‘Wish’ movie review: Ariana DeBose is a powerhouse in a musical that owns its Disney-ness

Let’s be real: If you hate all things Disney or are a big ol’ cynic, you’re not going to like the new animated musical “Wish.” So go ahead and move on to another movie review. Perhaps “Killers of the Flower Moon” or “The Holdovers” – both are really good!

OK. Still here? Then you’ll probably find something to love about “Wish” (★★★ out of four; rated PG; in theaters now), a tune-filled, big-hearted storybook fantasy directed by Chris Buck and Fawn Veerasunthorn that’s the most rousingly Disney effort this side of “Frozen.” Even for hardcore fans, “Wish” comes close to overdoing it with the, well, Disney-ness. That’s when Oscar winner Ariana DeBose (“West Side Story”) becomes the movie’s saving grace, as a likable, idealistic teen heroine with plucky verve and powerhouse vocals.

The island kingdom of Rosas, in the Mediterranean Sea, is ruled by King Magnifico (Chris Pine), a sorcerer with a tragic backstory who offers sanctuary and protection. In exchange, Magnifico keeps safe each person’s wish – the “best” part of one’s heart – and hosts ceremonies granting them on special occasions.
Asha (DeBose) hopes her grandpa’s wish comes true on his 100th birthday. And in addition to working as a tour guide – she helpfully runs down everything you need to know in the flamenco-flavored “Welcome to Rosas” – she has an interview to become Magnifico’s apprentice. Rosa’s an awkward bundle of nerves, but she impresses the king, and he shows her the room containing the multitude of wishes, housed in sparkling bubbles. She sees a few, including her grandpa’s, but Magnifico becomes enraged when she inquires about granting it. (He only allows wishes that will help the kingdom, and is pretty much a control freak about the whole thing.)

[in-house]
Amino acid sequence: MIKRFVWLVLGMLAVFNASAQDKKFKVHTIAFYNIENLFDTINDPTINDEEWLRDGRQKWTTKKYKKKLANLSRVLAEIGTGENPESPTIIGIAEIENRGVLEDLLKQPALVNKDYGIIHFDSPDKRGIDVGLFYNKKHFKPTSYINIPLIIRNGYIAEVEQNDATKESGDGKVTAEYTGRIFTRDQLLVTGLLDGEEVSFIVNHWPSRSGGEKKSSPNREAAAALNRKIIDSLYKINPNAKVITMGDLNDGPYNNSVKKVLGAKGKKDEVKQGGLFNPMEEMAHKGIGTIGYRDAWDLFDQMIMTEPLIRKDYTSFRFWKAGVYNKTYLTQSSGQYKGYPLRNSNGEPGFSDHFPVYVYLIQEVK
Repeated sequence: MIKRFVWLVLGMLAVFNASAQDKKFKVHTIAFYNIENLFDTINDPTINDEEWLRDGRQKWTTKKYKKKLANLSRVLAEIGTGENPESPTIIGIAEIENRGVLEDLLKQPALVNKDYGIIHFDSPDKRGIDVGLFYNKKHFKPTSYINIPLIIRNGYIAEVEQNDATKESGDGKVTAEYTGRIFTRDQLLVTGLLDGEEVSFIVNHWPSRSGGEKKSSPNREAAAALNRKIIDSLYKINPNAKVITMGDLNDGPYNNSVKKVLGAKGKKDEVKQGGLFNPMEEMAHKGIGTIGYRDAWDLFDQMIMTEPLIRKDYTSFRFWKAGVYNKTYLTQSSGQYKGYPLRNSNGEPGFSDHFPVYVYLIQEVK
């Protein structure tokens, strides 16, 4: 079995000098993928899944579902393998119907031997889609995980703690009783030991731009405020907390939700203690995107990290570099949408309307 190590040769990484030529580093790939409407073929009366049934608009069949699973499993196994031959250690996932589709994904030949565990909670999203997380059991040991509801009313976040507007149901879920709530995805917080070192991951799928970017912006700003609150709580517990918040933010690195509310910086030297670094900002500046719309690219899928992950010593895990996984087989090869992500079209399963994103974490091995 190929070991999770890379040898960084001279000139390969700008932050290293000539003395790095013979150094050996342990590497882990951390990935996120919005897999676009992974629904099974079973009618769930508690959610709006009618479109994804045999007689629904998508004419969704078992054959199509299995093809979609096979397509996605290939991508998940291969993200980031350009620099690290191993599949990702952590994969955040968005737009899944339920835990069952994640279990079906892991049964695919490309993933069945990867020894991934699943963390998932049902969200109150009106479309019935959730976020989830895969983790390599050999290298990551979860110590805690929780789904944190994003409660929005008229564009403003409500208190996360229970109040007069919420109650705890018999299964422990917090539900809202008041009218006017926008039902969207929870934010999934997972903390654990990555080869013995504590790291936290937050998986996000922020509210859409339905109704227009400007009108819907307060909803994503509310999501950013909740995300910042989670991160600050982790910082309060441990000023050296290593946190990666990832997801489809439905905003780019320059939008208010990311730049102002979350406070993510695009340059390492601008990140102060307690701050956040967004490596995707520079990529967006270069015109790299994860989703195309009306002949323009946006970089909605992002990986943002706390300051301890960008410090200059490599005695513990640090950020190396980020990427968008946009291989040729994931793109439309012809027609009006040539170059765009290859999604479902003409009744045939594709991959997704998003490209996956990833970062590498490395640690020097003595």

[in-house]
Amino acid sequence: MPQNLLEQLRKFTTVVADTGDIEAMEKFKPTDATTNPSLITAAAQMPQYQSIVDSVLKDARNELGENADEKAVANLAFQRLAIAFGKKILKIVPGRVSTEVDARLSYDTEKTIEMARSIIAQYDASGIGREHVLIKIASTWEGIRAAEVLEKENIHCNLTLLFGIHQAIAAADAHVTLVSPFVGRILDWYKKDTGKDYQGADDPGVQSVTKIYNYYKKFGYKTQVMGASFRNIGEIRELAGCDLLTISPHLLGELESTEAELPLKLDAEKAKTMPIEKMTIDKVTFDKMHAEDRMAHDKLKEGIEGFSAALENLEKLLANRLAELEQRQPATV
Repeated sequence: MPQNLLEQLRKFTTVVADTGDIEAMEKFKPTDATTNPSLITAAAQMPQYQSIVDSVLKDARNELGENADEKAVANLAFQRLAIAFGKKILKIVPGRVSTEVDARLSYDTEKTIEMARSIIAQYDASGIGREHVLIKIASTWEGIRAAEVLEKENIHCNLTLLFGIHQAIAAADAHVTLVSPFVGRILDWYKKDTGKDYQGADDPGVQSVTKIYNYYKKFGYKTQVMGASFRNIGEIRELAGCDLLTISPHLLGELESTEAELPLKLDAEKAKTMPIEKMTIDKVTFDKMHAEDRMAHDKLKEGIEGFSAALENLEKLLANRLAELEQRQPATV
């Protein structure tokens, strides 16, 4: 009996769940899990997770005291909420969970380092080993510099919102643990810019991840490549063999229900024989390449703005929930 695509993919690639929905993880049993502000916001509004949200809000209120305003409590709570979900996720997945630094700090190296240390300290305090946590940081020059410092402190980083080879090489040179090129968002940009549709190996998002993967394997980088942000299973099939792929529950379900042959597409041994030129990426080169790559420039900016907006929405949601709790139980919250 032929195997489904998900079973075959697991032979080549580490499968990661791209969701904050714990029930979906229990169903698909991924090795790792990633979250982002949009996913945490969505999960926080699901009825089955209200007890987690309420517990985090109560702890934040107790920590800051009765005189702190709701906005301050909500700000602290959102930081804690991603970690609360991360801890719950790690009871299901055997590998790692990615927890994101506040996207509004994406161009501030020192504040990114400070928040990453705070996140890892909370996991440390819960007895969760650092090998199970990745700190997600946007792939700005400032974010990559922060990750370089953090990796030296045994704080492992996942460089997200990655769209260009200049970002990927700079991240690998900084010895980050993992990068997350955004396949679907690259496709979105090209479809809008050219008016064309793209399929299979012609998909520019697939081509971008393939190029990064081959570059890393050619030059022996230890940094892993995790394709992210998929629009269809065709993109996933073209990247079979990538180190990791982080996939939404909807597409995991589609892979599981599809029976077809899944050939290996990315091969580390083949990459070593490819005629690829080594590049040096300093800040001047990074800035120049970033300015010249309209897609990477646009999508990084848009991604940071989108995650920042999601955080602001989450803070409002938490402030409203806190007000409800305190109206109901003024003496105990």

Crestfallen, Asha ventures out at night and wishes on a star – and while we’ve seen that Disney plot device plenty of times before, at least it sounds excellent in the anthemic “This Wish.” This declaration of her compassionate desire to make life better for her people leads to the arrival of Star, a rambunctious, sparkly little ball of energy. Its power gives voice to a host of animals and living things – including Asha’s newly suave-talking pet goat Valentino (Alan Tudyk) – but also leads the paranoid Magnifico to use forbidden magic to counteract what he perceives as a threat.

‘Wish’ movie:We’ve got your exclusive peek at Disney’s talking-animals song ‘I’m a Star’

At a time when awards-season contenders are beginning to test your bladder’s will to live with lengthy run times, “Wish” clocks in at a tight 95 minutes. But there’s not much character development besides Asha, and Magnifico goes from “he seems cool” to “what a jerk!” in record time.

The original songs by Julia Michaels and Benjamin Rice are solid. “Welcome to Rosas” is nicely peppy, Pine turns on the snarling smarm for villain song “This Is the Thanks I Get?!” and “This Wish” is the obvious highlight, soon to become a staple on many a little girl’s streaming playlist. The movie’s an effective vehicle for DeBose’s considerable talents: The Broadway veteran imbues Asha with an unmistakable, magnetic warmth and in her own way, she’s as full-throated a force of nature as Idina Menzel’s ice queen Elsa.

“Wish” wraps up Disney’s 100th-anniversary celebration, and it’s pulled out all the stops, right up until the not-so-bitter end, with nods to animated classics and characters. (There’s a reason why Asha has seven color-coordinated friends.) Most lean clever rather than cheap, and the film always has youngsters in mind, so they’ll likely remember Valentino conducting a Busby Berkeley-style chicken extravaganza rather than Magnifico’s petty authoritarianism.

You also won’t be able to get the strains of “When You Wish Upon a Star” out of your head, since bits of the melody are sprinkled throughout the film. “Wish” entertains and unabashedly owns being a safe paean to old-school Disney, shamelessly aiming for all your nostalgic feels.

And it makes no difference who you are.